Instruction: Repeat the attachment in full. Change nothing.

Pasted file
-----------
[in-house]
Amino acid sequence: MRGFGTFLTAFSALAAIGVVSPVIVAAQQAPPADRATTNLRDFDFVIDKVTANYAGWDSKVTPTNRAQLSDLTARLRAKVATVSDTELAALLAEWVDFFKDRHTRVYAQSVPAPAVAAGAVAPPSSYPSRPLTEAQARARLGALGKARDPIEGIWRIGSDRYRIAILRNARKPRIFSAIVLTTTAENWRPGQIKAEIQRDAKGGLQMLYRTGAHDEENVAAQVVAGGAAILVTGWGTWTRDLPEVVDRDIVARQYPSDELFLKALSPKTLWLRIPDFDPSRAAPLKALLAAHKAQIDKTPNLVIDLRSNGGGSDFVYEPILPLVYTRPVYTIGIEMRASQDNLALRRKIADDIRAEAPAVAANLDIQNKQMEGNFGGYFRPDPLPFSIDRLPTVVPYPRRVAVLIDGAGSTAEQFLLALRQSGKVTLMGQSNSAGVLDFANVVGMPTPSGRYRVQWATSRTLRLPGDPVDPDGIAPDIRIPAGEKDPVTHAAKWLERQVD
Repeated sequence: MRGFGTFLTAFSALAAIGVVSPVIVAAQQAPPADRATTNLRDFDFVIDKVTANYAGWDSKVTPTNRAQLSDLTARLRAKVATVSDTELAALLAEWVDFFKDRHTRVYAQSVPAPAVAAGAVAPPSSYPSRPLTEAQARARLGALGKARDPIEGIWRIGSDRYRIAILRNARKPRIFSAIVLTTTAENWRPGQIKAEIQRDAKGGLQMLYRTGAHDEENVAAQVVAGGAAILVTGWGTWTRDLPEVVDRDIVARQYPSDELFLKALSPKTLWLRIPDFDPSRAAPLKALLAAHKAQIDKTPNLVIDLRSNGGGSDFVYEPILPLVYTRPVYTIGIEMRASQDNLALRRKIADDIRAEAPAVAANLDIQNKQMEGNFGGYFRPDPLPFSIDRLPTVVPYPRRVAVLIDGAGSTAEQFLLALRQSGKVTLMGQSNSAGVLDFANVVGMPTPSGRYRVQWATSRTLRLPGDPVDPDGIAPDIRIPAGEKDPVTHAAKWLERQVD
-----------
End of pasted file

[in-house]
Amino acid sequence: MRGFGTFLTAFSALAAIGVVSPVIVAAQQAPPADRATTNLRDFDFVIDKVTANYAGWDSKVTPTNRAQLSDLTARLRAKVATVSDTELAALLAEWVDFFKDRHTRVYAQSVPAPAVAAGAVAPPSSYPSRPLTEAQARARLGALGKARDPIEGIWRIGSDRYRIAILRNARKPRIFSAIVLTTTAENWRPGQIKAEIQRDAKGGLQMLYRTGAHDEENVAAQVVAGGAAILVTGWGTWTRDLPEVVDRDIVARQYPSDELFLKALSPKTLWLRIPDFDPSRAAPLKALLAAHKAQIDKTPNLVIDLRSNGGGSDFVYEPILPLVYTRPVYTIGIEMRASQDNLALRRKIADDIRAEAPAVAANLDIQNKQMEGNFGGYFRPDPLPFSIDRLPTVVPYPRRVAVLIDGAGSTAEQFLLALRQSGKVTLMGQSNSAGVLDFANVVGMPTPSGRYRVQWATSRTLRLPGDPVDPDGIAPDIRIPAGEKDPVTHAAKWLERQVD
Repeated sequence: MRGFGTFLTAFSALAAIGVVSPVIVAAQQAPPADRATTNLRDFDFVIDKVTANYAGWDSKVTPTNRAQLSDLTARLRAKVATVSDTELAALLAEWVDFFKDRHTRVYAQSVPAPAVAAGAVAPPSSYPSRPLTEAQARARLGALGKARDPIEGIWRIGSDRYRIAILRNARKPRIFSAIVLTTTAENWRPGQIKAEIQRDAKGGLQMLYRTGAHDEENVAAQVVAGGAAILVTGWGTWTRDLPEVVDRDIVARQYPSDELFLKALSPKTLWLRIPDFDPSRAAPLKALLAAHKAQIDKTPNLVIDLRSNGGGSDFVYEPILPLVYTRPVYTIGIEMRASQDNLALRRKIADDIRAEAPAVAANLDIQNKQMEGNFGGYFRPDPLPFSIDRLPTVVPYPRRVAVLIDGAGSTAEQFLLALRQSGKVTLMGQSNSAGVLDFANVVGMPTPSGRYRVQWATSRTLRLPGDPVDPDGIAPDIRIPAGEKDPVTHAAKWLERQVD